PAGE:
California bill meant to crack down on Amazon’s workplace practices

California
Union activists and other supporters of Amazon workers protested in May outside Fidelity Investments, one of Amazon’s largest shareholders, in Santa Monica. Activists want Amazon to be more accountable to workers, who too frequently get injured on the job. (Mel Melcon / Los Angeles Times)

Union activists and other supporters of Amazon workers protested in May outside Fidelity Investments, one of Amazon’s largest shareholders, in Santa Monica. Activists want Amazon to be more accountable to workers, who too frequently get injured on the job. (Mel Melcon / Los Angeles Times)

California lawmakers are taking aim at Amazon.

An Assembly-passed bill is expected to reach the Senate floor this week or next to crack down on the opaque, algorithm-led and harsh warehouse work conditions often attributed to the Seattle technology behemoth.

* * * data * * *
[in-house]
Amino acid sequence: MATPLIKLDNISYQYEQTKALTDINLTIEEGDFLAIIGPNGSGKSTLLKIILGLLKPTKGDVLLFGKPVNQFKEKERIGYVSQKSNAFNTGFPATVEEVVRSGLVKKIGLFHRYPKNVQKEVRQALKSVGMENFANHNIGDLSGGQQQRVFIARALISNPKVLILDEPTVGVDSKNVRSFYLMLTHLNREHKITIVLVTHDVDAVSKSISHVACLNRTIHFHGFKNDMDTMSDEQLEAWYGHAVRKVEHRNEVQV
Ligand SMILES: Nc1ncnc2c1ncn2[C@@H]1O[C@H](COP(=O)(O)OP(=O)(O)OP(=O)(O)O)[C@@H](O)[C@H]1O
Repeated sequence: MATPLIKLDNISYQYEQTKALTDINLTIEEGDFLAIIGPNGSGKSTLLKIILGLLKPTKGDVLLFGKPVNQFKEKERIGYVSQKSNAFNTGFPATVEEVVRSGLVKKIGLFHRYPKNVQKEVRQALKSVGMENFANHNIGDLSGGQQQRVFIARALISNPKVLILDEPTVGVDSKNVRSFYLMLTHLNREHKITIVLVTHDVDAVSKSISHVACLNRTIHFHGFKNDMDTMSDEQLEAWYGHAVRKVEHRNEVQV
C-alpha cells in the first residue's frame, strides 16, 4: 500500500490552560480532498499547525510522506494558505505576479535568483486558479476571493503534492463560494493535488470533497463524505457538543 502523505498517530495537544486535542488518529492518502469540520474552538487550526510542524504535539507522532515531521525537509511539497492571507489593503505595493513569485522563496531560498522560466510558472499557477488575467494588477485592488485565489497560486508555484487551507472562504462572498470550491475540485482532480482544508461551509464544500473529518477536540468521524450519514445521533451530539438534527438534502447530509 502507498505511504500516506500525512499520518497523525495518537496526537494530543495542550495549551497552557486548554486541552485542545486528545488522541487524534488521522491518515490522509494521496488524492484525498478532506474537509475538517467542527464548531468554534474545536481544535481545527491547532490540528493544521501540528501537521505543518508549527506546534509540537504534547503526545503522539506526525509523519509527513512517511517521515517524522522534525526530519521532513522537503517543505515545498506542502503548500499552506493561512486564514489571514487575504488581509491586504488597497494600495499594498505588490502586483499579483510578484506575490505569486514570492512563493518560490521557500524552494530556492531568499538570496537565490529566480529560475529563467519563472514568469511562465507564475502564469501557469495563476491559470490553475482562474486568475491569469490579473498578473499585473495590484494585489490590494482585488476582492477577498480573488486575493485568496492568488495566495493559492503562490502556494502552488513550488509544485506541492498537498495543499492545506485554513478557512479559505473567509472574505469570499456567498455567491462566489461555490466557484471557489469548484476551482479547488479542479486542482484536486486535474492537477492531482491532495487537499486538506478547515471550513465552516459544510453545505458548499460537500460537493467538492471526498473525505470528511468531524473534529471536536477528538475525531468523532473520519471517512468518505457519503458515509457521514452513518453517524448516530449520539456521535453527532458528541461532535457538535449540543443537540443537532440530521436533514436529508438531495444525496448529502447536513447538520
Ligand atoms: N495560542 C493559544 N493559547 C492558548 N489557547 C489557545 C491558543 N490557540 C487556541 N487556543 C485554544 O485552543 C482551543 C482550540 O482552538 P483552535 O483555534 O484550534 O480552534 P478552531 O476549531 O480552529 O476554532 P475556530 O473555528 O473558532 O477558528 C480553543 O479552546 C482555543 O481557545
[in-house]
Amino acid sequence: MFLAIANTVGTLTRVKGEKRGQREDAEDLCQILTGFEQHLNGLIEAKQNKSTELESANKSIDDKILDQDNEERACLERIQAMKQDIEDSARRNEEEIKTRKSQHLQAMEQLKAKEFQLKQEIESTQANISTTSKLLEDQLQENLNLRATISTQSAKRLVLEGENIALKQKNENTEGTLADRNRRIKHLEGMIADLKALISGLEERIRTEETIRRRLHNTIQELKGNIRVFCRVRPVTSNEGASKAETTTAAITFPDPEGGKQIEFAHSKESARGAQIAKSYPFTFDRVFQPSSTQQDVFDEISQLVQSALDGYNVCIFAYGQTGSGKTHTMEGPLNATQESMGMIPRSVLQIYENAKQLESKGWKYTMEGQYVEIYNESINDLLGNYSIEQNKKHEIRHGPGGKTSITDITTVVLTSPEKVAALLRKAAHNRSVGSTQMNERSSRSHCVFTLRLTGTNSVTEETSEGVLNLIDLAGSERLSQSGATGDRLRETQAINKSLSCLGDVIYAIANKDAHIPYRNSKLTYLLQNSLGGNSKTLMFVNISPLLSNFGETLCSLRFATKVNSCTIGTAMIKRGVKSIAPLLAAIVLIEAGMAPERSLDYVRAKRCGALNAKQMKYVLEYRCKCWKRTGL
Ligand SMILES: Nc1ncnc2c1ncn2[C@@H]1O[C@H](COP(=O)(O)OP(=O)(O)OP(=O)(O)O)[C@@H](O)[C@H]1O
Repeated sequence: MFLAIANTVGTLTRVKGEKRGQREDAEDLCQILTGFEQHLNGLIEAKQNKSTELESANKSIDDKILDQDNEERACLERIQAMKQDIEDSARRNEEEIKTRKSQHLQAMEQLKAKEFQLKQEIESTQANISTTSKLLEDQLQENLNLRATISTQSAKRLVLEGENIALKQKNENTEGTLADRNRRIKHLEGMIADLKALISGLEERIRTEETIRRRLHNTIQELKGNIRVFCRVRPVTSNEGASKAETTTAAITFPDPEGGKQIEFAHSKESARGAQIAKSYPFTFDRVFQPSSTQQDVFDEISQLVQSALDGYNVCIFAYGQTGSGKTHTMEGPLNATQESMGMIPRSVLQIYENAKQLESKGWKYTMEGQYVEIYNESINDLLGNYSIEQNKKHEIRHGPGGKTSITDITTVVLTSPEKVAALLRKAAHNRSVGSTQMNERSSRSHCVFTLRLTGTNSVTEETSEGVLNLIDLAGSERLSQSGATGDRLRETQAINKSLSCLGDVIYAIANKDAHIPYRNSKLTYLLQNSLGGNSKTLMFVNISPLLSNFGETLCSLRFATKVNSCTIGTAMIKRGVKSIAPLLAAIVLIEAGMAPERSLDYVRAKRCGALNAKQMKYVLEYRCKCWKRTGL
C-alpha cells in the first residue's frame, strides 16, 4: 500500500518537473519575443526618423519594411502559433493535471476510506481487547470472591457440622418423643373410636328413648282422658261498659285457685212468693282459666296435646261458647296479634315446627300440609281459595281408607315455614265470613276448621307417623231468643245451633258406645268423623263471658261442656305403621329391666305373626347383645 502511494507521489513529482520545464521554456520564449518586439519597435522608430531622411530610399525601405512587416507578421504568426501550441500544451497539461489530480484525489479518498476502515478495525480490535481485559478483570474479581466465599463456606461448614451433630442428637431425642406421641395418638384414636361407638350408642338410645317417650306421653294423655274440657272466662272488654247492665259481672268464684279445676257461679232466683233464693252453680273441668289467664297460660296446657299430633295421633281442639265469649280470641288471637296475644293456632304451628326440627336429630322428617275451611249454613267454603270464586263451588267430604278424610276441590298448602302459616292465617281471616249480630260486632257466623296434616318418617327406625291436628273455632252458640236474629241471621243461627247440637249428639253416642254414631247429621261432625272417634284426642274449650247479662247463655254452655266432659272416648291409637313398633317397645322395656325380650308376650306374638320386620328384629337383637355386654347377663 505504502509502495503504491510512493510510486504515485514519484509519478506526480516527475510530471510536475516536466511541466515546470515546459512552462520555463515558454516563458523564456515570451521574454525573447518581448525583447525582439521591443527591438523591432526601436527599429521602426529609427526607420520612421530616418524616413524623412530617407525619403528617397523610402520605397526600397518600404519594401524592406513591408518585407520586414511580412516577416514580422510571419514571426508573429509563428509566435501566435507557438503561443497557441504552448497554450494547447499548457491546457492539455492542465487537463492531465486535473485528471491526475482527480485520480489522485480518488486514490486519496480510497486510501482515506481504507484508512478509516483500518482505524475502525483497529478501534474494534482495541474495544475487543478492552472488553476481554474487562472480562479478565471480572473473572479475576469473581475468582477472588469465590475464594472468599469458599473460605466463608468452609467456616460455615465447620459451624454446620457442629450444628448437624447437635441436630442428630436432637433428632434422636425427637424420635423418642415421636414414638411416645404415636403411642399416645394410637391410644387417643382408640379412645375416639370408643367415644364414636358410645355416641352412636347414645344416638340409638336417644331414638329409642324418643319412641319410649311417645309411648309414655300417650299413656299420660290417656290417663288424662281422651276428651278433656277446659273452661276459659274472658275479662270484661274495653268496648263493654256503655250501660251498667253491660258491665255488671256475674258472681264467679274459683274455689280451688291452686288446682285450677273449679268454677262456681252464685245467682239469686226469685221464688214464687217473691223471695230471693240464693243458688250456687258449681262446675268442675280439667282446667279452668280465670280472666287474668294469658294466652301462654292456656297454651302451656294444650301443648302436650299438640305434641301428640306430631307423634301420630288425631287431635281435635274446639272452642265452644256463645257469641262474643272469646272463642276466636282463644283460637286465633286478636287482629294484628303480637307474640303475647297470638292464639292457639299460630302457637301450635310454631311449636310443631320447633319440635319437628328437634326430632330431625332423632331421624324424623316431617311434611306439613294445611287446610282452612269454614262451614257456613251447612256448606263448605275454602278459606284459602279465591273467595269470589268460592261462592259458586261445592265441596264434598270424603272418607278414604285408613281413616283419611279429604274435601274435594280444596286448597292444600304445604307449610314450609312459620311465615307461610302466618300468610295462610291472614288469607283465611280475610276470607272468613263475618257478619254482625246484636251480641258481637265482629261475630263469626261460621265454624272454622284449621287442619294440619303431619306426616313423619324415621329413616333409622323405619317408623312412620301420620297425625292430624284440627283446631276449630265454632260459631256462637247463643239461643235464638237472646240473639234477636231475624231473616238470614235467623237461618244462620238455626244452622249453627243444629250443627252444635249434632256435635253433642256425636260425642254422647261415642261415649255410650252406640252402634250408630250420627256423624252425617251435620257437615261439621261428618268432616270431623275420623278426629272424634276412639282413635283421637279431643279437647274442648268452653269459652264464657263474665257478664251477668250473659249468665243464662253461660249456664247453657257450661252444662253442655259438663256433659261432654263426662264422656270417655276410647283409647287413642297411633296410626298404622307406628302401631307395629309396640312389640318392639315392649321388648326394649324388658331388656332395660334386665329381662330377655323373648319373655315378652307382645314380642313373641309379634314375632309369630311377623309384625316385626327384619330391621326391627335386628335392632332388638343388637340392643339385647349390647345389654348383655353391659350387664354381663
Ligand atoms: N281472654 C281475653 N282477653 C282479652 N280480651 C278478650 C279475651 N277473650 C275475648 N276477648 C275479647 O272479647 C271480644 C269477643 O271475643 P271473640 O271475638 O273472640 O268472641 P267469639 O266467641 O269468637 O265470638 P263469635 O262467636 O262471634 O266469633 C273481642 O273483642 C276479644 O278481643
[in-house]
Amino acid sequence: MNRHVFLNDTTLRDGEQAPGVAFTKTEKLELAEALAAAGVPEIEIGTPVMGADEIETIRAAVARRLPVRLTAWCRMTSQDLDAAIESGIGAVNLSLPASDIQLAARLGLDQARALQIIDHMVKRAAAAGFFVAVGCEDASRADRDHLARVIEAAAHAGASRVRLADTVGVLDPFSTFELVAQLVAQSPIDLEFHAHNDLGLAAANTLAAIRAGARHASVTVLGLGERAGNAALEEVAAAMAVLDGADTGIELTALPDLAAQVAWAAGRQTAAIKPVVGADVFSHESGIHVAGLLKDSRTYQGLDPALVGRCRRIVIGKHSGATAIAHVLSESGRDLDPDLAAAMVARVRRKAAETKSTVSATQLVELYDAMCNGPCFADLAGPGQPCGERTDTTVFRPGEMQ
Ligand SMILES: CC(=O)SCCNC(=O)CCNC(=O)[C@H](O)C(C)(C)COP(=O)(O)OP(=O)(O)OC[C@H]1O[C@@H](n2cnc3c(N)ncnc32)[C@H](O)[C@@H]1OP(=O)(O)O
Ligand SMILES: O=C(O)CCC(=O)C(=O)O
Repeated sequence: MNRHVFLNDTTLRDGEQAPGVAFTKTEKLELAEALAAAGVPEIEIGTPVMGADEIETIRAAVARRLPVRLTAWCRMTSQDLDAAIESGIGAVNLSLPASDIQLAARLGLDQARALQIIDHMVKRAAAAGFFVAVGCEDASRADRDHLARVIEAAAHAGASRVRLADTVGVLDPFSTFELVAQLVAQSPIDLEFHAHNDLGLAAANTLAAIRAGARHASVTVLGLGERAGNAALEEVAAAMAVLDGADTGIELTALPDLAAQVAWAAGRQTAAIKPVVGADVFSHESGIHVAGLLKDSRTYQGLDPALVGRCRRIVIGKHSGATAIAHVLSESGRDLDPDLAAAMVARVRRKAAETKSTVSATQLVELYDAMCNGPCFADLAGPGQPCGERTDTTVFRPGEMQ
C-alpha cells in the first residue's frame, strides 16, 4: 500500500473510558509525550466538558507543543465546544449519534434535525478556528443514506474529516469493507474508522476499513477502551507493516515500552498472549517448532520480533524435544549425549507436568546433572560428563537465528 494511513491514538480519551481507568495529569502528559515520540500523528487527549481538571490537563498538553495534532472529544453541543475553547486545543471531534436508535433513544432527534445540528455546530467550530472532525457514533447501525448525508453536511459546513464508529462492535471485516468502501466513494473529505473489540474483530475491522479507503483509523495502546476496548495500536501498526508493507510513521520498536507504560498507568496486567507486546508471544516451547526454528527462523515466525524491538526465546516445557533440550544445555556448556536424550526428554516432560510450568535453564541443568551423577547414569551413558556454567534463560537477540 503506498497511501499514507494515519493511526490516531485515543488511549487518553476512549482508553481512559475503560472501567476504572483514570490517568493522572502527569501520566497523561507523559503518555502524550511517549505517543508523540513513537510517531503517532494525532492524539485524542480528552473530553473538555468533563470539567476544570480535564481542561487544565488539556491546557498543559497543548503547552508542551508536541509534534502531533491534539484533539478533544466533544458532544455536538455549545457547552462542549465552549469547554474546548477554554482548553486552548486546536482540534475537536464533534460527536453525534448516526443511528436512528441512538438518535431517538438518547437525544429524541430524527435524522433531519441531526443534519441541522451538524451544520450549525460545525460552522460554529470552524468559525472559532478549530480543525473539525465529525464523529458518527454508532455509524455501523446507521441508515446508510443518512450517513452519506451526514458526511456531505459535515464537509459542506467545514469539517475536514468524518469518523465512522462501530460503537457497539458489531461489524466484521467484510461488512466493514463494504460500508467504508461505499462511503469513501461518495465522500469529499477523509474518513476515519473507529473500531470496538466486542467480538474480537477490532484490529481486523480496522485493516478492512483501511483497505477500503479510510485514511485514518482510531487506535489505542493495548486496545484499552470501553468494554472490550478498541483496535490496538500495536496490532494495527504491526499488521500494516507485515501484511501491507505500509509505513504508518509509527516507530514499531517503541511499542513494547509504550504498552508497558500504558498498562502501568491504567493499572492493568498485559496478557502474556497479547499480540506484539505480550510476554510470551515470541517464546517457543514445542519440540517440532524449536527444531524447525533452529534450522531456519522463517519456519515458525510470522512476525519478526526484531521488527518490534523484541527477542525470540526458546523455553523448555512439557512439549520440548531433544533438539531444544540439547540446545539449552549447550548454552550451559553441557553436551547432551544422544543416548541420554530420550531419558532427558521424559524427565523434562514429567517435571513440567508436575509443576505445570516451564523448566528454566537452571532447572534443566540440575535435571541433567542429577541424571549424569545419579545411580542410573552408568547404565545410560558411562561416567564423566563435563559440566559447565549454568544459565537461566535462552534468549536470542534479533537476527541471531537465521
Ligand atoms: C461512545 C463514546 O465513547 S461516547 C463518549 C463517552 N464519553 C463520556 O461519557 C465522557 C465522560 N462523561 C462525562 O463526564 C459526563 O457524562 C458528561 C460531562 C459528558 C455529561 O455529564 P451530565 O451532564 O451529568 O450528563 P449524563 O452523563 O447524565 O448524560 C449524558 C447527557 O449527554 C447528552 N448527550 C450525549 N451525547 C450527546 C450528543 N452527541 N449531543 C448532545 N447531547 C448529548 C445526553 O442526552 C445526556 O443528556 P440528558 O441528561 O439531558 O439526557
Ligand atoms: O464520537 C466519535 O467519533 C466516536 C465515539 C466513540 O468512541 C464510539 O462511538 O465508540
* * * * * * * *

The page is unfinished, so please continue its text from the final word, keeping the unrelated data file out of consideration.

The bill, the first such legislation in the nation, would require warehouses to disclose quotas and work speed metrics to employees and government agencies. It would ban “time off task” penalties that affect health and safety, including bathroom use, and prohibit retaliation against workers who complain.

Amazon dominates online shopping across the nation amid a surge in e-commerce fueled by the COVID-19 pandemic. With 950,000 U.S. employees and $368 billion in revenue in 2020, it is the nation’s second-largest employer after Walmart, and is under growing pressure to address worker injuries in its supply chain.

Read the full story on LATimes.com.

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